Open letter to the First Minister and those looking to replace her states that pressing ahead with its introduction is ‘reckless’
Scottish Chambers chief executive Liz Cameron said that the roll-out of DRS must be delayed and redesigned in partnership with the business community
Business leaders have told Nicola Sturgeon that Scotland’s planned Deposit Return Scheme (DRS) is “destined to fail” unless changes are made – and that pressing ahead with its introduction would be “reckless”.
The likes of CBI Scotland, the Scottish Chambers of Commerce and the Federation of Small Businesses (FSB) joined to send an open letter to the outgoing First Minister, calling for the initiative to be delayed.
The letter – also sent to the three candidates standing to replace Sturgeon as SNP leader and first minister; Humza Yousaf, Kate Forbes and Ash Regan – insisted that businesses back the principle of the scheme and have spent “precious time and resources” ahead of its introduction in August.
But the group, which also includes the Scottish Council for Development and Industry (SCDI) and the Scottish Wholesale Association, said the efforts that businesses and trade associations had made had “not been matched by ministers and will not deliver a DRS fit for purpose”.
They told the First Minister: “We share the objectives that DRS was set out to deliver, but in its current form, and without change, it is destined to fail”, adding: “We believe we need to delay, review and rethink DRS plans, and give businesses more time to prepare and allow them to sign up for a scheme in which they can have confidence will deliver and without taking on unacceptable liability.”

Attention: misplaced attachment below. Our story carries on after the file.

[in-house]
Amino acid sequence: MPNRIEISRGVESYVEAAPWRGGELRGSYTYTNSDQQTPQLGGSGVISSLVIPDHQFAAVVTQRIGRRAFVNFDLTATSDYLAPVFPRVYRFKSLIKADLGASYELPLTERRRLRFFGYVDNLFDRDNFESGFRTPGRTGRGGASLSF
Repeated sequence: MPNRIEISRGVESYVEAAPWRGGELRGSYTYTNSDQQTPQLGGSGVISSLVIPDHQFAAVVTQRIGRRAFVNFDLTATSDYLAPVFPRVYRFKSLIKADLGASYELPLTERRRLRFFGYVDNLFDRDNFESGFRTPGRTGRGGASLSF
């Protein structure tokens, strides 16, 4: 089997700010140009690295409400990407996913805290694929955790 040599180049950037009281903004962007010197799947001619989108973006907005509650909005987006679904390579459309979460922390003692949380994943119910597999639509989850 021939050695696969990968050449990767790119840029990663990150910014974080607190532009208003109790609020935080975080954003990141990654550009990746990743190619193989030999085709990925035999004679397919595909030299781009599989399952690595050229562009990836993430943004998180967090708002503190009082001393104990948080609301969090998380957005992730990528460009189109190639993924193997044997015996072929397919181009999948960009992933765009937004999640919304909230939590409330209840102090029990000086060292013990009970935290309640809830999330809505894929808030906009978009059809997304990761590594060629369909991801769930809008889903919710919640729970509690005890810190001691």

The groups insisted that Scotland’s economic recovery from Covid was “fragile” as they highlighted the impact of inflation and the “pressure hard-pressed businesses and consumers are under”.
Given these circumstances they told the First Minister: “Pressing on with DRS in its current form would be reckless.”
It comes as businesses in the hospitality and drinks sectors continue to voice their concerns about the proposed scheme – although the Scottish Government and environmental campaigners insist that DRS will reduce litter and boost recycling rates.
The letter, however, made clear that “businesses the length and breadth of Scotland’s communities” do not want DRS to be introduced in August as planned.
Both Forbes and Regan have suggested DRS should be paused, while Yousaf has said if he becomes first minister he would grant a year’s exemption for small businesses – with the minister responsible for bringing in the scheme, Lorna Slater, also saying she is considering this.
Liz Cameron, the director of Scottish Chambers of Commerce, said: “It’s been clear to the business community for some time that operating this poorly designed scheme in its current form is impossible and is adding unnecessary cost pressures on businesses.
“We are not alone in voicing our concerns – all three candidates for the Scottish National Party leadership contest have expressed their reservations too.
“The roll-out of DRS must be delayed and redesigned in partnership with the business community, this is the only route now available to make it fit for purpose and restore business confidence in this scheme.”
FSB Scotland policy chair Andrew McRae added: “After years of crises and climbing costs, small businesses don’t need the cost and stress of a chaotic implementation of the DRS adding to their burdens.
“The ambitions of the scheme are laudable but its architects have failed to fully comprehend the implications of its roll-out for the myriad of smaller traders who will struggle to comply.
“It is essential that the Scottish Government stop and take stock of the significant concerns raised by the thousands of operators who want to do their bit but can’t make the scheme work in their business.”